The characters Ciri encounters here are all well placed and effectively represent aspects of the world’s lore. They serve as rare examples of exposition done right, although the shoehorning of Filavandrel’s mention still feels inorganic.The noble family who take Ciri in, contribute great contrast to our established notion of this society. The main theme of racial tension is put forth in an understandable manner with suitable moral ambiguity. The dialogue is sharp and multi-layered. It finally establishes moments of interpersonal conflict to illustrate the tensions at large. Dwarves being played by actual vertically challenged individuals is a strange choice for a fantasy show, but I’m willing to go with it at this point.

The night raid on the camp expertly adds to the mounting feeling of despair. It’s particularly impactful since the camp was such a well realised setting. The false sense of security being stripped away is an excellent moment for Ciri’s development. The dwarf’s surprise rebellion is a violent delight that brought a great moment of horror to the show. It’s one of the only times this episode where I had a genuine emotional reaction.

Dara saving Ciri is a bit deus ex machina, but it does not break the amassed tension of events. The reveal of rat-boy being an elf strikes completely ineffectual, and his sudden ability to speak was more frustrating than revelatory.

Elves portrayed by people of color is not a choice we see often in popular fantasy. I personally applaud the show for the initiative but find much to be desired in the execution. I want to make it clear I do not begrudge the inclusive casting decisions the show is making, it’s easy enough to say that this version of the Witcher’s world just had more inter-mixing with Zerrikania. But in the specific case of elves, who already stand as a metaphor for historically oppressed groups, casting someone of african descent severely lessens the theme’s complexity and intended subtlety.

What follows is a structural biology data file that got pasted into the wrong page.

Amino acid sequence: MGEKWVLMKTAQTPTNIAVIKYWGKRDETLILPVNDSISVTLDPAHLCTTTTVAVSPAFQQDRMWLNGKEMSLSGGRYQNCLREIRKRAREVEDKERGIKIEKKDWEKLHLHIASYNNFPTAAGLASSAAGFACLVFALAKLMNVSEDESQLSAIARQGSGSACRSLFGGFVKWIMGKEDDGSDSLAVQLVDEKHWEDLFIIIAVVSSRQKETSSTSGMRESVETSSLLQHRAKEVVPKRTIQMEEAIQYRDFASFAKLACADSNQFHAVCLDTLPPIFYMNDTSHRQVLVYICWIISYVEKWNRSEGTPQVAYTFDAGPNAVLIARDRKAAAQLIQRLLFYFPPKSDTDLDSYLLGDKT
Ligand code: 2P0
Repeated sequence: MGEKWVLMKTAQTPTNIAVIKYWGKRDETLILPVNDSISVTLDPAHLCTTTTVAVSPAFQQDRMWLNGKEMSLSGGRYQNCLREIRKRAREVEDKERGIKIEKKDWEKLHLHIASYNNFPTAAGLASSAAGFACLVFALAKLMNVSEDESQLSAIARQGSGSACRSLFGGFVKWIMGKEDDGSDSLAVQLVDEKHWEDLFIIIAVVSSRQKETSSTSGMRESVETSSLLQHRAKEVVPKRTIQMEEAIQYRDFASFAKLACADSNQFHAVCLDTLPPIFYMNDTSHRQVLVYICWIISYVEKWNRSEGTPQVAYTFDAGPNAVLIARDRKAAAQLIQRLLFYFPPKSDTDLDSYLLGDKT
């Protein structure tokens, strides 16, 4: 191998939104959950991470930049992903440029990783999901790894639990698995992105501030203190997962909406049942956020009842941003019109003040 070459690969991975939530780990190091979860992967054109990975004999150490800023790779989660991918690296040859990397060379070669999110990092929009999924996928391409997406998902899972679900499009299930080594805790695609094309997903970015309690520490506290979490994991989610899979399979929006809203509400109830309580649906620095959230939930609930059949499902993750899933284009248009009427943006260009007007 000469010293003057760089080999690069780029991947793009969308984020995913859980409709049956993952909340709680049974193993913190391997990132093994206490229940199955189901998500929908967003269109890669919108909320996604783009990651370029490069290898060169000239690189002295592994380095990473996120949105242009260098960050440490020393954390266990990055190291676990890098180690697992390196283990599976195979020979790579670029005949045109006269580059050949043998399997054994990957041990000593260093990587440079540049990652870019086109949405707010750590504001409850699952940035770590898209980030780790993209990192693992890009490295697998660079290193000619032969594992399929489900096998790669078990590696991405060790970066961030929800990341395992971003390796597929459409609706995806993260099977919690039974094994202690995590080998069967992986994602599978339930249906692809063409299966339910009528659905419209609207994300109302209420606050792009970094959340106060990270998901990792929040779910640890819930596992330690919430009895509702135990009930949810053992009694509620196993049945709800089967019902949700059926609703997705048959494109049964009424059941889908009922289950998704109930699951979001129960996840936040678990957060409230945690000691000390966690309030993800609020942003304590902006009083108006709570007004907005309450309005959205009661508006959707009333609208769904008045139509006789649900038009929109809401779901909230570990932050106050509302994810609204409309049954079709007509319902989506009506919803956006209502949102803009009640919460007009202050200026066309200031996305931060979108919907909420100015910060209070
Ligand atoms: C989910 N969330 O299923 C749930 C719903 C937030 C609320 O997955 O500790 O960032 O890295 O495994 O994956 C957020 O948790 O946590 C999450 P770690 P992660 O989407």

Conclusion

In summary this episode displayed some wildly inconsistent writing and production quality. The sparse high notes do little to compensate for the overwhelming cheapness of this outing. The plot does succeed in engraving the main theme of racial conflict, but does so in the most heavy-handed way possible. Yennefer’s circumstances and the entire elvish subplot are rushed and unrefined, all stemming from a failure in adaptation and the markedly lacking quality of new material. The refugee camp and Jaskier’s inclusion are towering peaks of positivity in a sea of conceptual errors and rushed executions.

The Dunkirk Fuckery continues to disappoint. The cross-referencing of stories is fundamentally detrimental to the pacing of the episode.When the writing does the occasional nod and a wink to a parallel story, it all feels forced and stops the plot’s natural flow dead in its tracks.

I read the books several times and I still have a hard time placing events in the show’s chronology. References to seemingly significant events, like the Great Cleansing, are just plain confusing in most cases.

Every scene is over-crammed with exposition and somehow the show still struggles in setting up a consistent mythology. Jaskier even makes a joke along the lines of “here I go delivering exposition again”. I must emphasize: being self-aware about this problem does not alleviate it. In fact it makes it worse.

I rate this episode four marks.

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An unsophisticated critique of all things witcher. Currently suffering through the Netflix adaptation. Written by Marcell Sarosi. Edited by Robert Simola.

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The Bitcher

The Bitcher

An unsophisticated critique of all things witcher. Currently suffering through the Netflix adaptation. Written by Marcell Sarosi. Edited by Robert Simola.